There was a time when the most likely point at which someone would buy a sophisticated interchangeable lens camera (ILC) was at a significant life event: graduation, wedding, first baby. As you might note, those are all things that tend to happen in someone's twenties, maybe into their thirties. 

While life events still do trigger some buying, they don't do so in the quantity that they used to. Partly because the reason you wanted a camera around those events was to share your accomplishments with others. These days, sharing is done virtually, via social media, and the smartphone is the primary capture/modification/sharing device you'd want for that. Because today's ILCs are cumbersome at sharing and you don't need the quality they're capable of, the motivation to buy one at an early life event has disintegrated. 

The camera companies instead went after the upgrade market (cater to people who already had bought an ILC, convincing them that they needed "newer, better, faster"). DSLRs had a wild upward sales burst for 10 years because they solved problems that had relegated the film SLR to those user's closet. But inherent in the focus-on-upgrade customers is this: your target customer ages over time.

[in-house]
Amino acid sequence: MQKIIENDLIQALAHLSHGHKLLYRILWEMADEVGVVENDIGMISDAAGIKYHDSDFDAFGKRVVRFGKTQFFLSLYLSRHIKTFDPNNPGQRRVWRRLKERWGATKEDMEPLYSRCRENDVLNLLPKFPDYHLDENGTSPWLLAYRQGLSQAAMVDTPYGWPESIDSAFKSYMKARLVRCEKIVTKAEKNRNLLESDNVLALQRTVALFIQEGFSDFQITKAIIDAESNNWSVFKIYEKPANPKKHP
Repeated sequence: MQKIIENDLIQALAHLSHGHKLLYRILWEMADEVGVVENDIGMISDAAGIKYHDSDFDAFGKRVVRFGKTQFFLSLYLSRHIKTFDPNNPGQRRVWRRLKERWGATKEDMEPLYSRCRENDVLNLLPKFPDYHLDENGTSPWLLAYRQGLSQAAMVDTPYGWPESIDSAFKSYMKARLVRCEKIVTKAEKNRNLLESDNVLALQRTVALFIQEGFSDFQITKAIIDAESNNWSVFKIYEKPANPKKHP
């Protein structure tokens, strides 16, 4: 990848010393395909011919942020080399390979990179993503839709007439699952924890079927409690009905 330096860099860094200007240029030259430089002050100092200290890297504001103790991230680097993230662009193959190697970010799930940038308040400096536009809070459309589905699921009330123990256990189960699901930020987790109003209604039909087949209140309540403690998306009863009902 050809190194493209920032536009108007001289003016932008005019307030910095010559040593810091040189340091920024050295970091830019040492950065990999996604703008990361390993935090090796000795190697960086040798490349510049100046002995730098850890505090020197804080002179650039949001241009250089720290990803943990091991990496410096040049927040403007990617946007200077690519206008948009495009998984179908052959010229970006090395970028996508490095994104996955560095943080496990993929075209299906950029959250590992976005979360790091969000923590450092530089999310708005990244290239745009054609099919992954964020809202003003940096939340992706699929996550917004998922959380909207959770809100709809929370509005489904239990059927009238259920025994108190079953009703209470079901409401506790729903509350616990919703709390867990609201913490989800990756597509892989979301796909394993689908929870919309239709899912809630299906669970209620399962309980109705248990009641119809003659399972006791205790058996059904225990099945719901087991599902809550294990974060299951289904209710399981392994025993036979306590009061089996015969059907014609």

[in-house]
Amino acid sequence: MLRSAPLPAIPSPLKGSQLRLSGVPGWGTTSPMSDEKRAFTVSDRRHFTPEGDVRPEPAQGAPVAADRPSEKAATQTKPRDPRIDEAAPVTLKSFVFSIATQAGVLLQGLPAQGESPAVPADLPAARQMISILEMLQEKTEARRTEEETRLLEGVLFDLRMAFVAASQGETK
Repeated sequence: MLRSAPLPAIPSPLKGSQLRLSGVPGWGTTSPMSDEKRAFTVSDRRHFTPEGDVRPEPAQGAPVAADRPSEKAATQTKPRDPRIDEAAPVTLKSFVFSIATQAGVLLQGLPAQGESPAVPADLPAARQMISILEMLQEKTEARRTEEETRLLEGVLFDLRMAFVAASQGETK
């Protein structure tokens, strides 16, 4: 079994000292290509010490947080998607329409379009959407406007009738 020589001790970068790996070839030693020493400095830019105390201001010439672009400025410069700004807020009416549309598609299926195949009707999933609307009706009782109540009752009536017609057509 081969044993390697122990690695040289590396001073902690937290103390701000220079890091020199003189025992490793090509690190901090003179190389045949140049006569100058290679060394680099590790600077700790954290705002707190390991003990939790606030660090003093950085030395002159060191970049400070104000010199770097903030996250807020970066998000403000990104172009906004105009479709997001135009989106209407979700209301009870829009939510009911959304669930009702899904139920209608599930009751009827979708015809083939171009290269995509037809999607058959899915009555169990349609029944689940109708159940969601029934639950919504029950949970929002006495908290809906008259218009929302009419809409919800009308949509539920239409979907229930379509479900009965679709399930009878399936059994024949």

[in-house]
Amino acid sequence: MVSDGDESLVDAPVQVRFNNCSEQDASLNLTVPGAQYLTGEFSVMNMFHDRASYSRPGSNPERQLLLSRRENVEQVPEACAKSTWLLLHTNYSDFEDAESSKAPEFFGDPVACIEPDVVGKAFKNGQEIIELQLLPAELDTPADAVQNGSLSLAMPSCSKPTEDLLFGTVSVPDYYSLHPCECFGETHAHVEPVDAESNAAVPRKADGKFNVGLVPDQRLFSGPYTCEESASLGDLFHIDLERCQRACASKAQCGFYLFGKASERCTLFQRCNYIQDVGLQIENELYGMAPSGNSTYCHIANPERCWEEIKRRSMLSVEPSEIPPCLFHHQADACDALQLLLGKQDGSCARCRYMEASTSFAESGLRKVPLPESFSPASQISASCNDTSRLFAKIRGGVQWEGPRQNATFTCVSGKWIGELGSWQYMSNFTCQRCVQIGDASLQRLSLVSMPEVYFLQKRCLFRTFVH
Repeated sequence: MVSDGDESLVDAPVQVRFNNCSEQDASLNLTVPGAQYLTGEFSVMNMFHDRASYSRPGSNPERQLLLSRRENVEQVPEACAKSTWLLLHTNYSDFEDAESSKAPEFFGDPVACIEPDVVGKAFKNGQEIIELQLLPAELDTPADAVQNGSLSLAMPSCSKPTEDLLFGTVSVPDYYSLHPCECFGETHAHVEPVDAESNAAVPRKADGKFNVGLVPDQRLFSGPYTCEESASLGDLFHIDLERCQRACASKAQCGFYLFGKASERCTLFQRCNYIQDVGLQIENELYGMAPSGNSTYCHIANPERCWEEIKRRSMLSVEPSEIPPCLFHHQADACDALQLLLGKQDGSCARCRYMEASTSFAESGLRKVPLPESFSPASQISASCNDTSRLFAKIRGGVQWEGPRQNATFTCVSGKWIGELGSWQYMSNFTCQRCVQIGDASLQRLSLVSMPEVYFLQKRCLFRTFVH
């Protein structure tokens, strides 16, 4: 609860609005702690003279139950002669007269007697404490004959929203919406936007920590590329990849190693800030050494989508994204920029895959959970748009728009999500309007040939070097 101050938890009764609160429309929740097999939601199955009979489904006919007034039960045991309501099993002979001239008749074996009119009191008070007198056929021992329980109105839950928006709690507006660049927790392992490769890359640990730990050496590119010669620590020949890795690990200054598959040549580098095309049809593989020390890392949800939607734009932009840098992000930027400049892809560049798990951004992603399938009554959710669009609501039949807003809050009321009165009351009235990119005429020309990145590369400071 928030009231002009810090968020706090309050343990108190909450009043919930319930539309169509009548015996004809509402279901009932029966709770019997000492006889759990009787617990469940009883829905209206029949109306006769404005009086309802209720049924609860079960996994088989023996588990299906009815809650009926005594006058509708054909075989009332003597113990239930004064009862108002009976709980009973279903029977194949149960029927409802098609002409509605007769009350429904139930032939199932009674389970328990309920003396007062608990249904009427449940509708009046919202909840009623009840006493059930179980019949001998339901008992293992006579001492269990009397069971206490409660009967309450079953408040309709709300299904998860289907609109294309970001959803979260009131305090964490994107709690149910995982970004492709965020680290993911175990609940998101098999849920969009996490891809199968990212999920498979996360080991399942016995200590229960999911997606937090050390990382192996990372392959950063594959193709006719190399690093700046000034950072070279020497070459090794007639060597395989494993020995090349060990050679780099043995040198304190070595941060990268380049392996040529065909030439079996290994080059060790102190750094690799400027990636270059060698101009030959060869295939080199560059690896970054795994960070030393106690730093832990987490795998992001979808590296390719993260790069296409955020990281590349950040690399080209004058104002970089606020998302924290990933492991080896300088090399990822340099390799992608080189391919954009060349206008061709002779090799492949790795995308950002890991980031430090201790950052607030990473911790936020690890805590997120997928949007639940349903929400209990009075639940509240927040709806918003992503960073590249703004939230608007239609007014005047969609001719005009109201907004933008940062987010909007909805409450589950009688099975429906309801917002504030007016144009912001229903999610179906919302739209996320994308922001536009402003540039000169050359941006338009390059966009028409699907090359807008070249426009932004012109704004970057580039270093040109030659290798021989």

While everyone points to various "benefits" of mirrorless as their reasons in buying one, I'd argue that underpinning all of those decisions was something else: the aging customer preferred smaller/lighter, and at equivalency, the mirrorless cameras provided that over DSLRs. I've surely noticed it: the kit I pack for Africa these days is more than 10 pounds lighter than what I packed in 2007, but more capable. Since I went from 55 to 70 in age between those two trips, the 10 pounds savings now feels heavier ;~). 

What I'm finding over and over again is that the camera makers are sealing their own fate when it comes to customers. While the technology allows the camera maker to do something new, that new thing might not be what the aging customer actually wants most. It's just as predictable to figure out what customers-in-place (e.g. existing users) will need in five years as it is to predict what semiconductors can do. But what I don't see in the camera business is any company that is getting that customer prediction right.